Glamour, money and love affairs Jehan de Saintre and the decline of chivalry
Iuliana Ilie, Ancuta
MA Thesis in Medieval Studies, Central European University, Budapest, May (2009)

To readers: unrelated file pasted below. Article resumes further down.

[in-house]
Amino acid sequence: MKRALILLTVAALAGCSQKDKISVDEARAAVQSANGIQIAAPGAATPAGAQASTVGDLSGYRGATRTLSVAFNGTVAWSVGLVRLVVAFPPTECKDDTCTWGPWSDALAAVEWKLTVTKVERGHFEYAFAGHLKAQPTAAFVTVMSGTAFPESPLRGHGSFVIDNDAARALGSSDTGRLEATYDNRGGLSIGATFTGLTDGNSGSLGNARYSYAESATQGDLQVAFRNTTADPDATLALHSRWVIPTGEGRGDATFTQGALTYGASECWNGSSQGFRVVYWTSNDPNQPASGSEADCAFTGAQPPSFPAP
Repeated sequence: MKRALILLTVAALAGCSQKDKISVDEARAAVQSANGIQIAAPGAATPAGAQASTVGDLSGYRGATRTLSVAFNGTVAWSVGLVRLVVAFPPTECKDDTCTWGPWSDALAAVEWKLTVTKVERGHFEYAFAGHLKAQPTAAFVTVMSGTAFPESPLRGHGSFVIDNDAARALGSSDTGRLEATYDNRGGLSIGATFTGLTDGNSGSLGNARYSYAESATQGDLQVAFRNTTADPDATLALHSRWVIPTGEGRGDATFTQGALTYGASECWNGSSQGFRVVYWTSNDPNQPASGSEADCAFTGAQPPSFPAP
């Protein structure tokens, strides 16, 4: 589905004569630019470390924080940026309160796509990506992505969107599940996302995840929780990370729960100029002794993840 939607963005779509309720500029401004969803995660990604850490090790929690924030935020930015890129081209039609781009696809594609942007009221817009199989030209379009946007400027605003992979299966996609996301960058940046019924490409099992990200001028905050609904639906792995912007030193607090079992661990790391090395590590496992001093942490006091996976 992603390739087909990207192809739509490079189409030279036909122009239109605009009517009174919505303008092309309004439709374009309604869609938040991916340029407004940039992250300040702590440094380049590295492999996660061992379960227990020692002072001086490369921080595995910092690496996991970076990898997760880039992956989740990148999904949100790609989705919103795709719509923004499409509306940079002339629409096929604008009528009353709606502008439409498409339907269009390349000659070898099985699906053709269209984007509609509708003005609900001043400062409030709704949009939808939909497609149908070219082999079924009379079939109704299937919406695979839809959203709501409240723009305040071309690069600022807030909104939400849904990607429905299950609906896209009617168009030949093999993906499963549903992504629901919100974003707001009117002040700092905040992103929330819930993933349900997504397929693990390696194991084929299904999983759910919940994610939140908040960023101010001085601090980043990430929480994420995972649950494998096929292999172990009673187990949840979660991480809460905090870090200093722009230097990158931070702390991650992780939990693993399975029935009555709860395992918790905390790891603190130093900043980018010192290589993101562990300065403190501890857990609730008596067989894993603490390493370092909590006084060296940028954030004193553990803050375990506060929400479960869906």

In Jehan de Saintré, written by Antoine de la Sale in 1456, everyone shows off perfection in a story of a young man becoming a famous knight. The time of Lancelot and Tristan was long past, but the characters struggle under the weight of the past’s models, covering their imperfections in silk and damask. In this world, love in its courtly garments seems rather an anachronistic phenomenon. What is left of it is nothing but an inefficient crust. Above all, attire, adornments, expensive gifts, and money seems to shape the politics of this world. Saintré, a knight brought up with money, does not succeed in protecting the chivalric ideology. He dedicates his undertakings to a fabricated ideal and is left with only the search for vainglory. Belles Cousines, the female protagonist, in spite of her efforts to create a perfect relationship with Saintré, fails lamentably into the arms of an abbot. Starting from Huizinga’s observations on the preponderance of the visual at the end of the Middle Ages, corroborated by Michel Stanesco’s connections between flamboyant Gothic aesthetics and the Baroque, the thesis follows the structure of the fictitious world to offer an interpretation. Ostentation and luxury could not cover the incompatibilities and the contradictions of this world. The distance was sizeable between projection and accomplishment, between surface and depth. Jehan de Saintré may have been one among many knights declaring, victorious at the end, “I won,” but behind the glamorous image chivalry was facing its decline.